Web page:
Islamist cleric Abu Qatada pleaded not guilty yesterday to terror charges pressed by Jordanian military prosecutors just hours after his deportation from Britain, his lawyer said.
Britain's expulsion of the Palestinian-born preacher after a decade-long legal battle drew expressions of delight from Prime Minister David Cameron.
Abu Qatada, who had been in and out of British prisons since 2002 even though he was never convicted of any offence, had once been described as now slain al-Qaeda leader Osama bin Laden's right-hand man in Europe.
"Abu Qatada pleaded not guilty," defence lawyer Taysir Diab said after the closed-door hearing before a military tribunal.
"I will appeal tomorrow (Monday) to the (state security) court to release him on bail," he added.
The cleric was taken to the courthouse near Marka military airfield in east Amman just hours after he was flown in from Britain.
"State security court prosecutors charged Abu Qatada with conspiracy to carry out terrorist acts," a judicial official announced.
"He was remanded in judicial custody for 15 days in the Muwaqqar prison" in eastern Jordan, he added.
Muwaqqar is a maximum security facility built in 2007 that houses 1,100 inmates, most of them Islamist terror convicts.
"Abu Qatada told prosecutors that it was his wish to return to Jordan and that he is satisfied with that," Diab said.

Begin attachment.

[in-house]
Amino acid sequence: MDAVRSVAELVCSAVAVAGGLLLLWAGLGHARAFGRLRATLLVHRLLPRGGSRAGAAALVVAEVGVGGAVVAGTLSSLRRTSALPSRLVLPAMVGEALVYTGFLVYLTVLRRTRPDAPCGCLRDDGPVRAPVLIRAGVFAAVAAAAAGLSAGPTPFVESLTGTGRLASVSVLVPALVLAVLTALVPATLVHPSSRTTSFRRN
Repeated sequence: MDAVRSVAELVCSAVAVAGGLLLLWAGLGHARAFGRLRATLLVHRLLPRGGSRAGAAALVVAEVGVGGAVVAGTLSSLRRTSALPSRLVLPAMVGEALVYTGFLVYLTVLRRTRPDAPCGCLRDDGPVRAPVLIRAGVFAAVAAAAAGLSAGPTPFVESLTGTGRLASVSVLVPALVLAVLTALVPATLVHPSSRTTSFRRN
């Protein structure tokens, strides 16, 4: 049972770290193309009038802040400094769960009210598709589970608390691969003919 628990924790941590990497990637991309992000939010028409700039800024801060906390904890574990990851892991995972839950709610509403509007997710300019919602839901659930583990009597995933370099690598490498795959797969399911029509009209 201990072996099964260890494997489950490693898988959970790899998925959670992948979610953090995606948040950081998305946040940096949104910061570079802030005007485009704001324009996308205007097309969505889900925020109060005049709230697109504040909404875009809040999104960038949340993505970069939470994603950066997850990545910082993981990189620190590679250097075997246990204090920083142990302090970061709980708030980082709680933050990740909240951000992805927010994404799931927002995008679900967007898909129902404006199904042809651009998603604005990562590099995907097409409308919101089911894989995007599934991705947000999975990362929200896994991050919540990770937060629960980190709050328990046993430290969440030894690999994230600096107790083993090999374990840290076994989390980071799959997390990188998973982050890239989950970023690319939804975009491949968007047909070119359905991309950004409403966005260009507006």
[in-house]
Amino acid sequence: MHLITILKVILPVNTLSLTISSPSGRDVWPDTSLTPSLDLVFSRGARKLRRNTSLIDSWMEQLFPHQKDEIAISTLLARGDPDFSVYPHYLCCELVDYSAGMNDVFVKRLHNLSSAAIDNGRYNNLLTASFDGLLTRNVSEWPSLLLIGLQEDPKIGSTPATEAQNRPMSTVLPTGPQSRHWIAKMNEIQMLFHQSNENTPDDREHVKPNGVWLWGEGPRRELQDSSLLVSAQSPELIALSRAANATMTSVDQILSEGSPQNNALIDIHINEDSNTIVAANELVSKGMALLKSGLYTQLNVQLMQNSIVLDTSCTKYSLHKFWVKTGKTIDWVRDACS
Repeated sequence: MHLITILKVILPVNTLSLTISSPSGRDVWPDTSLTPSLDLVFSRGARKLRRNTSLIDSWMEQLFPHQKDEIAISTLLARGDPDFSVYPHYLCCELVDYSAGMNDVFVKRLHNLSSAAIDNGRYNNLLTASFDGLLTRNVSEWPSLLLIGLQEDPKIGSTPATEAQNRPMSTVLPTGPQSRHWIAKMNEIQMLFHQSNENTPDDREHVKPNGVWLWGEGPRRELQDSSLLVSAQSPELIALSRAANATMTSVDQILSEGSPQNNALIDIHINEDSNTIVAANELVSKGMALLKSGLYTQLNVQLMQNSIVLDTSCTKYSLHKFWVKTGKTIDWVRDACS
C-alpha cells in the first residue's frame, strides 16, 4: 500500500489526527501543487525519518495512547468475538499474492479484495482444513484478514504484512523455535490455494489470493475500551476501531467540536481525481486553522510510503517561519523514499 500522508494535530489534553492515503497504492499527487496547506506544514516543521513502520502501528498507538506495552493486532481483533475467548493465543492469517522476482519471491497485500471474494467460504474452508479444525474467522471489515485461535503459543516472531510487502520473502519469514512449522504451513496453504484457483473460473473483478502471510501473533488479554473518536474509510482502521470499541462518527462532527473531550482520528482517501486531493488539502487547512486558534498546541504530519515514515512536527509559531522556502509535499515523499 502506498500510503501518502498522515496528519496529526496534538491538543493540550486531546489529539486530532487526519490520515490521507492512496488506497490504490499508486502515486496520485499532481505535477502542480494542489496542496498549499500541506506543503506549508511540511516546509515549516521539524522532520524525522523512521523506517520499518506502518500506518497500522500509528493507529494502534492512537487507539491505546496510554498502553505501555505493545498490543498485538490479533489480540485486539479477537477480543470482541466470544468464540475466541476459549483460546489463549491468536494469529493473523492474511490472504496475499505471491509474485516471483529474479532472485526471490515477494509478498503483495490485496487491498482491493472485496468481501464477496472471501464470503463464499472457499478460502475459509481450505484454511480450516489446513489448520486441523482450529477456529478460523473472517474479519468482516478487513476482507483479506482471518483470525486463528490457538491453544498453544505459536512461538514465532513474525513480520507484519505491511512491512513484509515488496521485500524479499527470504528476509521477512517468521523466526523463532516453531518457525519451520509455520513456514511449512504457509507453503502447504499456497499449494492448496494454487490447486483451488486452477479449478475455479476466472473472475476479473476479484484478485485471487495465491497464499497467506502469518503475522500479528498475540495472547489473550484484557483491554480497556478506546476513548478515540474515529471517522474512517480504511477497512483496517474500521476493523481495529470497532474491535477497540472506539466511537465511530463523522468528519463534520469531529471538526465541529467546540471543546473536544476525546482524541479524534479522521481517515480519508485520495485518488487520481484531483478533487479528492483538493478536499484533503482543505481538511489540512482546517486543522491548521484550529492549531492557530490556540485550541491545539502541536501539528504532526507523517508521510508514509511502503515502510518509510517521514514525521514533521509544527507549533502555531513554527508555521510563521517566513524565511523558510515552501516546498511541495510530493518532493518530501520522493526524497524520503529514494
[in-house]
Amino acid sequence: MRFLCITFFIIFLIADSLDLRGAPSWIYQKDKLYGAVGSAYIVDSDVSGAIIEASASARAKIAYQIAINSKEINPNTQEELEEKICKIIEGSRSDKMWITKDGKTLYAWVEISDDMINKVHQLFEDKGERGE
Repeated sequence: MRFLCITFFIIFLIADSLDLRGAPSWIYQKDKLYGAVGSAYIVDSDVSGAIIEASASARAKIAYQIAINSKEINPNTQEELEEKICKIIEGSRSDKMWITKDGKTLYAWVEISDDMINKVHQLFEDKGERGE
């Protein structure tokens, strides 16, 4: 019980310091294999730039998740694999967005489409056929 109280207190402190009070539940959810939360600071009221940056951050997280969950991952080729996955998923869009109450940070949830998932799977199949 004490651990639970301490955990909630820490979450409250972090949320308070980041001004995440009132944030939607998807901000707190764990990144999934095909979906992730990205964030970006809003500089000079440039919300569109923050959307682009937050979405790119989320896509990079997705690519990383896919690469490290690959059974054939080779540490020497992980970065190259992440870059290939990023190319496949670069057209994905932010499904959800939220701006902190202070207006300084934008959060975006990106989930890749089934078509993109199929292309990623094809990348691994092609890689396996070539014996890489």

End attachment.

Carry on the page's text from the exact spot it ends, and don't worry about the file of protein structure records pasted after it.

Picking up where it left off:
A date for the trial has not yet been set.
Reporters were not allowed into the courtroom despite a pledge of "transparency" in Jordan's handling of the case.
Abu Qatada was condemned to death in absentia in 1999 for conspiracy to carry out terror attacks, including on the American school in Amman, but the sentence was immediately commuted to life imprisonment with hard labour.
In 2000, he was sentenced in his absence to 15 years for plotting to carry out terror attacks on tourists in Jordan during millennium celebrations.
Jordanian law gives him the right to a retrial with him present in the dock.
Cameron hailed the final removal of Abu Qatada from Britain after a legal battle that cost the taxpayer £1.7 million (HK$19.6m).
"I was absolutely delighted. This is something this government said it would get done, and we have got it done," Cameron said.
"It's an issue that, like the rest of the country, has made my blood boil."
Britain was finally able to expel the 53-year-old father-of-five to Jordan after the two governments last month ratified a Treaty on Mutual Legal Assistance in Criminal Matters, guaranteeing that evidence obtained by torture would not be used in his retrial.